22 July 2010

Jul 22

Reference links:
Old Testament

Solomon is pretty much taking on the role of the high priest here. He is praying in front of the whole community and leading the giving of sacrifices. The priests seem like little more than assistants. Now, the dedication of the temple is a special event, but it still does not seem quite right for Solomon to be taking on these roles.

Solomon's dedication prayer (which is very similar to the one in Kings) has a couple points in it which make it fairly clear that this was composed after the destruction of Judah. In particular, there are references to exile (emphasis mine):
If your people Israel are defeated by their enemies because they have sinned against you, and if they turn back and acknowledge your name and pray to you here in this Temple, then hear from heaven and forgive the sin of your people Israel and return them to this land you gave to them and to their ancestors.
If they sin against you—and who has never sinned?—you might become angry with them and let their enemies conquer them and take them captive to a foreign land far away or near. But in that land of exile, they might turn to you in repentance and pray, ‘We have sinned, done evil, and acted wickedly.’
It is also very interesting how central the Temple is in these prayers. To earn forgiveness, the people must pray in the direction of the Temple.

God then answers Solomon in a very direct way, telling him that the Israelites will be forgiven as long as they follow God's commands.

The rest of the reading briefly describes Solomon's achievements and emphasizes that he only made the non-Israelites living in the land do forced labor. Well then, that makes it all okay, now doesn't it? I mean, these are only the people who were living in the land before the Israelites conquered it. In fact, we ought to be enslaving Native Americans. I mean really, someone who was a native in a land taken over by someone else doesn't deserve to be treated humanely, right?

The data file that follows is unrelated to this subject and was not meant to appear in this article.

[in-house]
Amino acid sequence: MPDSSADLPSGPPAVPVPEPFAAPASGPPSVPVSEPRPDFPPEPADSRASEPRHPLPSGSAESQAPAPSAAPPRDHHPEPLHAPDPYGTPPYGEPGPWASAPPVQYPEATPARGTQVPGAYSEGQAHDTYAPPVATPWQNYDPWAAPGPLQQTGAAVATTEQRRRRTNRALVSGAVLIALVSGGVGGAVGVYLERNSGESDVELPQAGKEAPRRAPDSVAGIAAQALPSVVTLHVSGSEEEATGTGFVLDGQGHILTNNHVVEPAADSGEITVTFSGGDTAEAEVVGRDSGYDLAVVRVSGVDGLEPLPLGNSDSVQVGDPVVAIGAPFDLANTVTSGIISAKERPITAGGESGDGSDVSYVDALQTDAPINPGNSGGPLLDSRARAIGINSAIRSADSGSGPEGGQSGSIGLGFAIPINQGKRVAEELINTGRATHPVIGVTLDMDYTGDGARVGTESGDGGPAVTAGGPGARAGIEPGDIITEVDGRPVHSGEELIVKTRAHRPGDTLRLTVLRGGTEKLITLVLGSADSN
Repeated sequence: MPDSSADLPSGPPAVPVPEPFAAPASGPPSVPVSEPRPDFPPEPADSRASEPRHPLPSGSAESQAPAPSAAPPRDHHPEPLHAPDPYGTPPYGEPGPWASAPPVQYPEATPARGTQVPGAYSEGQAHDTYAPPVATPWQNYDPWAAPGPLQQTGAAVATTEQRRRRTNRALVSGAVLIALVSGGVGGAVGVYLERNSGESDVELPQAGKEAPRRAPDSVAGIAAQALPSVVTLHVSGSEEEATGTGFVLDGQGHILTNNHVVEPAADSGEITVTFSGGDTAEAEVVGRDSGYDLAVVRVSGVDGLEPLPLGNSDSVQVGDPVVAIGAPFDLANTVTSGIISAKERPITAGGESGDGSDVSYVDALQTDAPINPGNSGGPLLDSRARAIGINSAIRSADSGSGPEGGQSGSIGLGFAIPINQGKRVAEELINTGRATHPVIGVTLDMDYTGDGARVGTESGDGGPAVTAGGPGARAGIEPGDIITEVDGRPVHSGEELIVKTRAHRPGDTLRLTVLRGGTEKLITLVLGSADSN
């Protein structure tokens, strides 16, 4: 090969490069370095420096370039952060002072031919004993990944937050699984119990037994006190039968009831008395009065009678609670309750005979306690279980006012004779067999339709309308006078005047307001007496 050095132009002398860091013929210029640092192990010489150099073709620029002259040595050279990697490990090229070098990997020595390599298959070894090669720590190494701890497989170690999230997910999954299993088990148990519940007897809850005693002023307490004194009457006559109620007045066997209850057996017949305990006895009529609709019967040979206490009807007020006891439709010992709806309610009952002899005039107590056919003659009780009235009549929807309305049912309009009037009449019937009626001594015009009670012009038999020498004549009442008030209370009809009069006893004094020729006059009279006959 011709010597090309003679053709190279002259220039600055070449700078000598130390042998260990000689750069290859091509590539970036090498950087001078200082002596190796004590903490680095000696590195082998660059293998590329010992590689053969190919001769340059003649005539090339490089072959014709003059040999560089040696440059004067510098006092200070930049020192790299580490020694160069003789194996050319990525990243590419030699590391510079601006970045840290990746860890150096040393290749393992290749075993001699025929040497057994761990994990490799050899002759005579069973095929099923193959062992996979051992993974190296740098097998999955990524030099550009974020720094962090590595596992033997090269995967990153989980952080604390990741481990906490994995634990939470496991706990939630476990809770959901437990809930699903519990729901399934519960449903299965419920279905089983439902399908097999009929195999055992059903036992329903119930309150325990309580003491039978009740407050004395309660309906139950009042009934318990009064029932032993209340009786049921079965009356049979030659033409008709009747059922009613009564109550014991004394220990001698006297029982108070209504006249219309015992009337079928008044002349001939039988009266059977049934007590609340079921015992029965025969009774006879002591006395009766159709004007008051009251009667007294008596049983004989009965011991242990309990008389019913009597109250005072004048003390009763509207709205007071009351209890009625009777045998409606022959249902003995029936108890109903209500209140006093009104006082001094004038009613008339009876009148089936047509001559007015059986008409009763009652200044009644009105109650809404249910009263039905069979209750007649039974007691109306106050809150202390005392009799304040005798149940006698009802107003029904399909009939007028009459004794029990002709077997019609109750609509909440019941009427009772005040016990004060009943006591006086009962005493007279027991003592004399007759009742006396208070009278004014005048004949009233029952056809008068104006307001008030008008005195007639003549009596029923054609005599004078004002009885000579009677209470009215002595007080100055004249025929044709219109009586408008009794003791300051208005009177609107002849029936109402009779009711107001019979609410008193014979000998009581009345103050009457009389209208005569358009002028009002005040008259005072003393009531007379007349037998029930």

New Testament

Paul makes the good point that human beings are contradictory creatures. They want to do right but often end up doing wrong instead. He then promptly loses any ground he may have gained by implying that this sinfulness is something separate from self. Individuals are invaded by sin, but sin is wholly other and can, therefore, be eradicated.

This, to me, seems like a harmful way of dealing with the capacity of humans to do wrong and act in ways that are inconsistent with their conscious desires. By making sin wholly other, we lose the insight to be gained by seeing it as coming from the same source as other human passions and desires which are labeled good. Paul, as perhaps should be expected by now, tries to separate the world into two neat parts: that in the self which is sin and that which is not. As usual, such stark division loses out on the complexity of human nature.

Paul also, in today's reading, makes it seem pretty absolute that accepting Jesus frees one from one's sinful nature ("He did this so that the just requirement of the law would be fully satisfied for us, who no longer follow our sinful nature but instead follow the Spirit."). Clearly, human behavior shows that either this is not the case or pretty much no one actually has followed Jesus. The issue may well be addressed later, but for now Paul seems to be making claims about the power of accepting Jesus that do not hold up under scrutiny.

Psalms and Proverbs
Lazy people take food in their hand
but don’t even lift it to their mouth.
I know this is meant symbolically, but I want to point out that if this were literally true, then we would not have to worry about lazy people because they would quickly die.